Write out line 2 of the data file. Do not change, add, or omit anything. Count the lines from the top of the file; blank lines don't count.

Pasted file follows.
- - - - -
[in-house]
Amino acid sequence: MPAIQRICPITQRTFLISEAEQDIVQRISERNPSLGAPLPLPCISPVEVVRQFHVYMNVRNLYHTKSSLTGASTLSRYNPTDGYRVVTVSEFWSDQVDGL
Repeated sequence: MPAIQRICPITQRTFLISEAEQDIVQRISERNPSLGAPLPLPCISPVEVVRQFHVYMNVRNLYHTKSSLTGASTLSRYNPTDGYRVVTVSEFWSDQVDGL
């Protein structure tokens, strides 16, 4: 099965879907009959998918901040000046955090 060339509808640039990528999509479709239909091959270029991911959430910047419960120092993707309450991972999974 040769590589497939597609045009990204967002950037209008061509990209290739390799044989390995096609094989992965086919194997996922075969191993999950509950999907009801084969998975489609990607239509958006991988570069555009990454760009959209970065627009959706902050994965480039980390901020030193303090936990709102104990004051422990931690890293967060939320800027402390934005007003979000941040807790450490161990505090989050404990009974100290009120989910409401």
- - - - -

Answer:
Amino acid sequence: MPAIQRICPITQRTFLISEAEQDIVQRISERNPSLGAPLPLPCISPVEVVRQFHVYMNVRNLYHTKSSLTGASTLSRYNPTDGYRVVTVSEFWSDQVDGL